On the 13th of May, team T-Bird went for our second year of participating in the Jamestown Audubon Birdathon (against other friends like Jen). Last year we were able to located 110 species within a 24 hour period and our goal this year was reaching just as many . . . . if not more birds than last year. Would we do it??
We started early in the morning along the Allegheny River and was finding birdies fast! It was extra foggy so we focused our energy climbing the top of the hills for our higher elevation species like the Cerulean Warbler, Black-and-white Warbler, Black-throated Blue Warbler and Yellow-throated Vireo. We were doing awesome and by 9am and had already located 69 species of birds! Yes the first 69 species came to us easily but this is the point when we need to work harder to add any more species to our list!
We spent late morning along the side of the river looking for the Kentucky Warbler (which we didn’t find) but was able to add a few species like the American Woodcock, Bank Swallow and Belted Kingfisher.
Heading out to another area along the Allegheny River we pass through some farm fields! We added species like the Bobolink, Turkey Vulture and Field Sparrow. We tried hard but was not successful in finding any Meadowlarks or Savannah Sparrows in those fields (although we possibly could have seen a Savannah but didn’t see it well enough to count it). Along the second part of the Allegheny we were able to add Great Blue Heron, Blue-gray Gnatcatcher and Ruby-crowned Kinglet. It was noon and finally time to eat lunch ( we were now at 90 species)!
After lunch we headed down to the Wolf Run area of Allegany State Park and spent 2+ hours hiking the whole Wolf Run road. In those 2 hours we only added the Olive-sided Flycatcher to the list and was the first bird we saw as we got out of our vehicle (figures)! The next few stops helped add some species like the Red-breasted Nuthatch, Acadian Flycatcher and Double-crested Cormorant. We searched the France Brook area for the Louisiana Waterthrush but we just couldn’t find any of these guys singing! 😦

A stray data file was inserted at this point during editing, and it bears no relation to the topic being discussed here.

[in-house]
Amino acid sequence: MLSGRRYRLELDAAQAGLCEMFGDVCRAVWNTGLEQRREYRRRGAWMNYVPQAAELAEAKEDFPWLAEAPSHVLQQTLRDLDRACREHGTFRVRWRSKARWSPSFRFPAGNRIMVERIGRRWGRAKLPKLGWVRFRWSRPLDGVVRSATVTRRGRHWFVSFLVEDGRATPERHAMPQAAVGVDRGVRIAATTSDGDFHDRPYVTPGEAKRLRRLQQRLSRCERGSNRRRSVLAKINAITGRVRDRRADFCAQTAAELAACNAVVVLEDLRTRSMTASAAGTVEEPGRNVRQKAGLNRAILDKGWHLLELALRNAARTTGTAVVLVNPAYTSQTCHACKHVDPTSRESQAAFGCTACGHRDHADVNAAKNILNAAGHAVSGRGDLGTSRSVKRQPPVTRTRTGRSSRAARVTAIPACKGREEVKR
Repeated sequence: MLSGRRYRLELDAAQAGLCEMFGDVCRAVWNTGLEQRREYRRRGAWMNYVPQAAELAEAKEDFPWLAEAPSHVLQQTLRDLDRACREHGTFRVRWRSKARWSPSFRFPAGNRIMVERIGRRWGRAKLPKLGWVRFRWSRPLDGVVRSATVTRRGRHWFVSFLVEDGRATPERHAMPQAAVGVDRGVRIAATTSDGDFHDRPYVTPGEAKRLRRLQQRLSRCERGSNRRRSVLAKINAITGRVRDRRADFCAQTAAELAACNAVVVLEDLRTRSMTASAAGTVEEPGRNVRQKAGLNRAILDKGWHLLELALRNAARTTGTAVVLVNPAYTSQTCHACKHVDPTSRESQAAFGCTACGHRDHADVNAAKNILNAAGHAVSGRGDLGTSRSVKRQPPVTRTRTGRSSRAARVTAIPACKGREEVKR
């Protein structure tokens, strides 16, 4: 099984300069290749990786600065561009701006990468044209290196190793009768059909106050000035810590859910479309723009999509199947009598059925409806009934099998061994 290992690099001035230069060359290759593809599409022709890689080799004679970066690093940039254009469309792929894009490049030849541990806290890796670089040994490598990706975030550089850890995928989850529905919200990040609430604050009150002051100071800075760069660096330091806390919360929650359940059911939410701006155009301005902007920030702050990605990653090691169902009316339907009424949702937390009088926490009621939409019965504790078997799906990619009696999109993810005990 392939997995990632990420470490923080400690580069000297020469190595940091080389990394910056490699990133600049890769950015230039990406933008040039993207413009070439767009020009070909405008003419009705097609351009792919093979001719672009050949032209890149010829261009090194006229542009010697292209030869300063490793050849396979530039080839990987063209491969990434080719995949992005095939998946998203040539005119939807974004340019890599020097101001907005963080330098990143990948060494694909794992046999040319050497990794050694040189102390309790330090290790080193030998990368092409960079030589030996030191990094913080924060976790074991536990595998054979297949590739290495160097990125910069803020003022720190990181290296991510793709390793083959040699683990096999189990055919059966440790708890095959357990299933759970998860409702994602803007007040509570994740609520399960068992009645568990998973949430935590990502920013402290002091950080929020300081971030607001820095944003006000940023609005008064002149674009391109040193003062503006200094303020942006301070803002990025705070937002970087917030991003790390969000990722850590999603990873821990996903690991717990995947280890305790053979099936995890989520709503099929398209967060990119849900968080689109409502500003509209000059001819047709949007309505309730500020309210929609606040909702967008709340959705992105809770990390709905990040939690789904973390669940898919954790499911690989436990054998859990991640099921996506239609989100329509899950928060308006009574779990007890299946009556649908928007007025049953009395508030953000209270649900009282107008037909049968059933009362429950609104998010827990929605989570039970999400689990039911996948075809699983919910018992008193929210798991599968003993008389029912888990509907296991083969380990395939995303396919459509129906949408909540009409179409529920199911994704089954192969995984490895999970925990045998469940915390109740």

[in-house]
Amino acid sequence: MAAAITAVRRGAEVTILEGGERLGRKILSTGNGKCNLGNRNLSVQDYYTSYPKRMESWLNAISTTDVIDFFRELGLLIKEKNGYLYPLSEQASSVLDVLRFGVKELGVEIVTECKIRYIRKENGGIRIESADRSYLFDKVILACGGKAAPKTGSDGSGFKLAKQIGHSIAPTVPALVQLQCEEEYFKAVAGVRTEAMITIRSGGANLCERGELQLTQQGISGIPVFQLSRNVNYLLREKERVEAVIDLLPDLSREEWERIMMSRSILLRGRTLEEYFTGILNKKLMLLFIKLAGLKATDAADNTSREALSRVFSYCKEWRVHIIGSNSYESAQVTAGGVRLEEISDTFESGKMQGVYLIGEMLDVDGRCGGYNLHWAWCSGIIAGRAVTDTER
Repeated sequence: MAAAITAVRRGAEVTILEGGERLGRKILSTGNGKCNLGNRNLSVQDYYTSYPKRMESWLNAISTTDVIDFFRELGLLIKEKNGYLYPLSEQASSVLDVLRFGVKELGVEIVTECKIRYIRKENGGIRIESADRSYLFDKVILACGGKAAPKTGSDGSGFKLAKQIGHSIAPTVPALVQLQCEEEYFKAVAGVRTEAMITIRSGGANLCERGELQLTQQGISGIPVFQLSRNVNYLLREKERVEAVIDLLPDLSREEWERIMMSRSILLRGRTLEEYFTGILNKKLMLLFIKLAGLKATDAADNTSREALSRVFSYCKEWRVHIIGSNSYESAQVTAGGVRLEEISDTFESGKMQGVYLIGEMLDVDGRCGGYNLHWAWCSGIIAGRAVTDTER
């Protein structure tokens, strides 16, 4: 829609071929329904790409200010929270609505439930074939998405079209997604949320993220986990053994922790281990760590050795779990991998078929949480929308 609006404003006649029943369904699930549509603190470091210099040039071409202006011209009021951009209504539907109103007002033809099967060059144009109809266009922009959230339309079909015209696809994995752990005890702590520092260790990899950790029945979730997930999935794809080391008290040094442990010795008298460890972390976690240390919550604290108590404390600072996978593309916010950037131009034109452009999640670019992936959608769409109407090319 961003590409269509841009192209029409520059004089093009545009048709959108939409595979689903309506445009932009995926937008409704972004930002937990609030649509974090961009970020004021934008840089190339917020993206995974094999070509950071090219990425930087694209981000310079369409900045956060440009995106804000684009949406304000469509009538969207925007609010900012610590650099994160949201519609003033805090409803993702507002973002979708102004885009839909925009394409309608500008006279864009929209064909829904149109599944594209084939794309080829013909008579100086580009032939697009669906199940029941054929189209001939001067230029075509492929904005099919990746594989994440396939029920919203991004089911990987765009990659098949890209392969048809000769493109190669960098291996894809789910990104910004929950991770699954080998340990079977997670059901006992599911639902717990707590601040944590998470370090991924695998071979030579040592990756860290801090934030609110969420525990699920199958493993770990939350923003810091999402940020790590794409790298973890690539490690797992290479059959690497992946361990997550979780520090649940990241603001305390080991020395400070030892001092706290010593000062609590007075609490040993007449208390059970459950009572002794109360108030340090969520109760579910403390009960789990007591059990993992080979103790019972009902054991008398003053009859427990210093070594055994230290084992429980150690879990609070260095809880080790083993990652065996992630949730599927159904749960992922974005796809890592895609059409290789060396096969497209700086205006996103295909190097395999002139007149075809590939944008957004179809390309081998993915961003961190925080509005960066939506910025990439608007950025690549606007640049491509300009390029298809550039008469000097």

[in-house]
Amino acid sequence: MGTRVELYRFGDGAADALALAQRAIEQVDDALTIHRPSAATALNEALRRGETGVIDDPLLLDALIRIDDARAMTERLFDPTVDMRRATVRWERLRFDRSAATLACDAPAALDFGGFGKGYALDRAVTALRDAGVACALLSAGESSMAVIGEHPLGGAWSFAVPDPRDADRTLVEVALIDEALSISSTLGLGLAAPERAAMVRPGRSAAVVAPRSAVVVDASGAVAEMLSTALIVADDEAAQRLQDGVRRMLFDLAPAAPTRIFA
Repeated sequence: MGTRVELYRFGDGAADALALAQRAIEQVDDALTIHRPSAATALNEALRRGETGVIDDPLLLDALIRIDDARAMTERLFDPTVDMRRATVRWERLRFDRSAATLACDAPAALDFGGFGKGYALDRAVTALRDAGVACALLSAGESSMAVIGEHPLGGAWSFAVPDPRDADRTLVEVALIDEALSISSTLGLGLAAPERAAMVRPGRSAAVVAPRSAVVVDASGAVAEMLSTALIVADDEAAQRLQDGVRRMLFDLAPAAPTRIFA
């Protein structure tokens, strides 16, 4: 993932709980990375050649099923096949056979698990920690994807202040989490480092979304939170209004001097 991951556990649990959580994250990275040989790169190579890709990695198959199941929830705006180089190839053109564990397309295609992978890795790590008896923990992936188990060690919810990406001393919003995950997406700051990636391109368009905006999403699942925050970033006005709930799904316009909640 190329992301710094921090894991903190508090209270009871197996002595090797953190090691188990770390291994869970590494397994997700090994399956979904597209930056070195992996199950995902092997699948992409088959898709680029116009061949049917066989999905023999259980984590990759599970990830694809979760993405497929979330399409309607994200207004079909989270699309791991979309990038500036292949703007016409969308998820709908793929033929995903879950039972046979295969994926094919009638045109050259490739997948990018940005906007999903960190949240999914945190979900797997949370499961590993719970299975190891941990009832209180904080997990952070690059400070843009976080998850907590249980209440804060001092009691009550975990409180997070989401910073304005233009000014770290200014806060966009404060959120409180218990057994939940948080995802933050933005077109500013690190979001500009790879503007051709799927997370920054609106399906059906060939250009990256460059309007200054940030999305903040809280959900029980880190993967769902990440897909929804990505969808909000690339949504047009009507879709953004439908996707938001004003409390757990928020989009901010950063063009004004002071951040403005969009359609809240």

Red House Lake was very productive and we quickly added a Ruddy Duck, Chimney Swift and Pine Warbler to our checklist! It was 5pm and we were currently at 97 species!! We headed down into the swamp area in search for some migrants. Along the roadside we heard the calling of the kill deer kill deer making the Killdeer number 98. Suddenly we flushed another shorebird up! Solitary Sandpiper became species number 99! We wondered around for another 2 hours before hearing the “wheeeep”, “wheeep” of the Great-crested Flycatcher! It was almost 8pm and we could finally say that we found 100 species for the count! Yeah . . . both of us were starving since we skipped dinner for the birds!!
With 13 hours of non-stop birding we located 100 species within a 24 hour period. I had 11 species that were first of the year birds for me (Scarlet Tanager, Veery, Cerulean Warbler, Yellow-throated Vireo, Indigo Bunting, Bank Swallow, Bobolink, Olive-sided Flycatcher, Acadian Flycatcher, Solitary Sandpiper and Great-crested Flycatcher). We also located 18 species of Warblers and 3 species of Vireo. We found that the birds we located for the birdathon were mainly local breeders and were missing many of the commonly found migrants that would be around this time of the year. We also had many expected locals that we were unable to locate like the Louisiana Waterthrush, both Cuckoos and many raptor species. If we had perfect migrant winds and these other commonly found locals located . . . . without a doubt we would have located over our last years 110 species!! We still had a great time with the birds that we ended up finding!
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